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Vet malpractice?

post #1 of 11
Thread Starter 
Otis broke his leg a month or two ago and the vet put him on some pain medication called meloxicam. After having it for a while he began to throw up and started to become really sick. Eventually we had to have him hospitalized where he was on intensive fluids for about 5 days. He had some seizures while he was in the intensive care unit too. Anyway I started reading about the Meloxicam and I've read that it hasn't been aproved for cats and has a tendancy to cause ulcers and other problems. Has anyone ever heard of this medicine being used for cats or any other related information regarding its use? I ended up spending 1000 for him to be in intensive care which is a lot of money for me. Would this be something I should pursue or just let it go? Is it common for vets to use medicines that aren't approved?
post #2 of 11
So sorry to hear about your little cat. How is he now?

I'm not sure on the law governing drugs approved for pet use is over there (someone from your side of the pond will be able to tell you) but over here in the UK drugs are approved for use on animals (or humans as the case might be) and I think in this country, there would almost certainly be a case for litigation if a vet (or human doctor) used a drug that hadn't been approved to the detriment of the patient.

Please let us know how Otis is.
post #3 of 11
Poor Otis! Lots of healing vibes and prayers for him! I would tell the vet that since s/he prescribed an unapproved medication that caused Otis' intensive care bills that you should be reimbursed for the money.
post #4 of 11
i agree. if it was the vets fault that it happened, then THEY should reimburse you for the money spent to save him.
post #5 of 11
Thread Starter 
Otis is doing great, he's been home for about a month now and he's finally putting on weight so I'm not too concerned about that. However I'm wondering how to go about requesting money. Would I need the vet that treated him for his sickness (different vet than the one that treated him for the broken leg and gave the medication) to agree that that's what happened to him? I read a little about suing for malpractice and it basically said that law-suits aren't worth the amount of money you'd get back. Has anyone ever had to sue a vet before?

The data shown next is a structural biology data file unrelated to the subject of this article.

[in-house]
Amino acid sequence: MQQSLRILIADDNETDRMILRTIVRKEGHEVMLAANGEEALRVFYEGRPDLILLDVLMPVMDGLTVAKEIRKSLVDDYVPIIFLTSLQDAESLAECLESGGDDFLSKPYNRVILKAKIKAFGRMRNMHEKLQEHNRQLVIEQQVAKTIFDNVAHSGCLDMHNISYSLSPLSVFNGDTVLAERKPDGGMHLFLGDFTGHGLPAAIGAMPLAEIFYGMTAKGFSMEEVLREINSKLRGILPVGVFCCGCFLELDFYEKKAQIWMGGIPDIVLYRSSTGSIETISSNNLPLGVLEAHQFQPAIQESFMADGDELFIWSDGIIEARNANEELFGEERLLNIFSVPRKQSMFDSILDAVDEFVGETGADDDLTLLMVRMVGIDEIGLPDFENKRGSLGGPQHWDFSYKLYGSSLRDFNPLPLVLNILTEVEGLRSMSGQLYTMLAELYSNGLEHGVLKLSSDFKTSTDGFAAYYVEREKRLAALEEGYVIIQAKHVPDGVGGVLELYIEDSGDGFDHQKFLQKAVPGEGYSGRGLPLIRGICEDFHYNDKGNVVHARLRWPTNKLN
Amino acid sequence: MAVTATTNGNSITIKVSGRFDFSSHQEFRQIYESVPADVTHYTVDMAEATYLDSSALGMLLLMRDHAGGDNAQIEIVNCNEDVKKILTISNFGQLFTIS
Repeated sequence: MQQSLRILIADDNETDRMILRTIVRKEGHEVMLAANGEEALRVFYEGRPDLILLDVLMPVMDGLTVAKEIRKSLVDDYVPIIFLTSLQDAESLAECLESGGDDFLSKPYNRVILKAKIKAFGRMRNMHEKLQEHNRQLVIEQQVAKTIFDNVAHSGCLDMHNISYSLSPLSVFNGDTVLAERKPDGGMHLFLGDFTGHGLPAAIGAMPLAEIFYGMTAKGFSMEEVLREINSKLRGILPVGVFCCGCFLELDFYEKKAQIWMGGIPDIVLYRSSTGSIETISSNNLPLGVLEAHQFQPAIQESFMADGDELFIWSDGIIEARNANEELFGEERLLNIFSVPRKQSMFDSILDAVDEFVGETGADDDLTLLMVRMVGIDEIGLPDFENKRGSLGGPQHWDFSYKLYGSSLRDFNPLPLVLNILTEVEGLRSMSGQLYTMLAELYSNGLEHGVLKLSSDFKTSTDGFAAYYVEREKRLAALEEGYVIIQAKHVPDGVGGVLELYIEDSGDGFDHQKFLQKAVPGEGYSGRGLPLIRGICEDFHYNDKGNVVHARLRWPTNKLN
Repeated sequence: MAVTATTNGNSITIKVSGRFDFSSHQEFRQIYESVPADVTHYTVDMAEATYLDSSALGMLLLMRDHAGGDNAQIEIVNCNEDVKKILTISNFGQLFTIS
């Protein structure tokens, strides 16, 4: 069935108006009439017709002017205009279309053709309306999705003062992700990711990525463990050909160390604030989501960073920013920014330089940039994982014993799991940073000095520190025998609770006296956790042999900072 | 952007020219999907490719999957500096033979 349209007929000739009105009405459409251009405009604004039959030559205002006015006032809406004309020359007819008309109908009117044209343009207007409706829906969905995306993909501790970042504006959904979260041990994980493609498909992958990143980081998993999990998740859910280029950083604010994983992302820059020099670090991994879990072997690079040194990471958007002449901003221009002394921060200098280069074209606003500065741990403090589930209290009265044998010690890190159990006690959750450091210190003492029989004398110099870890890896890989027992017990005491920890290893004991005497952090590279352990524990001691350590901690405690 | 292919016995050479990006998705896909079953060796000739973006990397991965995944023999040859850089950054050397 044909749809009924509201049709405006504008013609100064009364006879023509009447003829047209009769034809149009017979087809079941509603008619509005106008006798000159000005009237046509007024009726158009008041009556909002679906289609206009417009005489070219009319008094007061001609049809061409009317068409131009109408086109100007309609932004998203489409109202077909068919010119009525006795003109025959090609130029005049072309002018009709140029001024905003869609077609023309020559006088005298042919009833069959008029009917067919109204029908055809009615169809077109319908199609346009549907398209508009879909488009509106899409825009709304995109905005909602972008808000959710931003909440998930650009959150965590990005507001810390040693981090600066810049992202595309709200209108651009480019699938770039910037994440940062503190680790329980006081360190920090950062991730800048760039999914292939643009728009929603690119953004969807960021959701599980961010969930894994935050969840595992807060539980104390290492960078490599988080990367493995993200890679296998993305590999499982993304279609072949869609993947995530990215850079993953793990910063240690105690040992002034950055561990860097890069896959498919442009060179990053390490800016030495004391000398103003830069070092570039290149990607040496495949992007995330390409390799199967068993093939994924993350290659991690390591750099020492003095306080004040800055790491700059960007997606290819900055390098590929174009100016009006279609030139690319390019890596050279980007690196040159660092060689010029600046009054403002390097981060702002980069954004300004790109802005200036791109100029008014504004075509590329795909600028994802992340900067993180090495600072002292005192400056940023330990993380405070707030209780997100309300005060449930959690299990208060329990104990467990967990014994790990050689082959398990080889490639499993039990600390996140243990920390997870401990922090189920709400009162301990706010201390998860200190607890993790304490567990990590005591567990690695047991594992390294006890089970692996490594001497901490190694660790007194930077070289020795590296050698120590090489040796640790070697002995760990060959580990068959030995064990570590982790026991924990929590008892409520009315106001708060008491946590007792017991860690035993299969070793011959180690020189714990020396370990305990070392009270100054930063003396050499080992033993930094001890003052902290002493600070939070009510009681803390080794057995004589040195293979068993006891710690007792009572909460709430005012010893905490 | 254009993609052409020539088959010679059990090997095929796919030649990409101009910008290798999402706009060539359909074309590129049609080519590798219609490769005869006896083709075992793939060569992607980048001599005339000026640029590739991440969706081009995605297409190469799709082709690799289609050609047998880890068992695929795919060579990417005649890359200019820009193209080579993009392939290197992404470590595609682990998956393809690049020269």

post #6 of 11
Medicines are often used for uses for which they haven't been approved in both humans and animals. It's called "off-label" use when a medicine which has been approved for one thing is used for something else. If you can document that this medication has a high incidence of problems in cats and shouldn't have been used, they perhaps you have a case. But awards for pain and suffering aren't the case with animals, so the most you could hope for is your expenses. And frankly, for that amount, it's probably not worth it. Perhaps you can negotiate some reduction in the cost with the vet if you have a convincing case that an error was made in giving that medicine.
post #7 of 11
Poor baby Otis! It's good to hear that he's feeling a little better. Anyhow, quite a few medications (such as Otomax (for ear infections) & Metacam) are approved only for use in dogs but many vets across the country use them on cats. When I asked my vet about this practice, she told me that the labeling "approved for use in dogs" meant that the medication COULD be used on cats or other animals as long as it was under the direction & guidance of a DVM. You may have already done this, but I would talk to the original vet's office, the one that prescribed the Metacam, & see if they would be willing to assist you with some of the medical costs. They probably won't, but if I've learned anything in customer service over the years, it's that the squeaky wheel tends to get the grease. They may agree to help with some of the costs just to get you to leave them alone Good luck with whatever you choose; I'll be thinking good thoughts for Otis' continued improvement.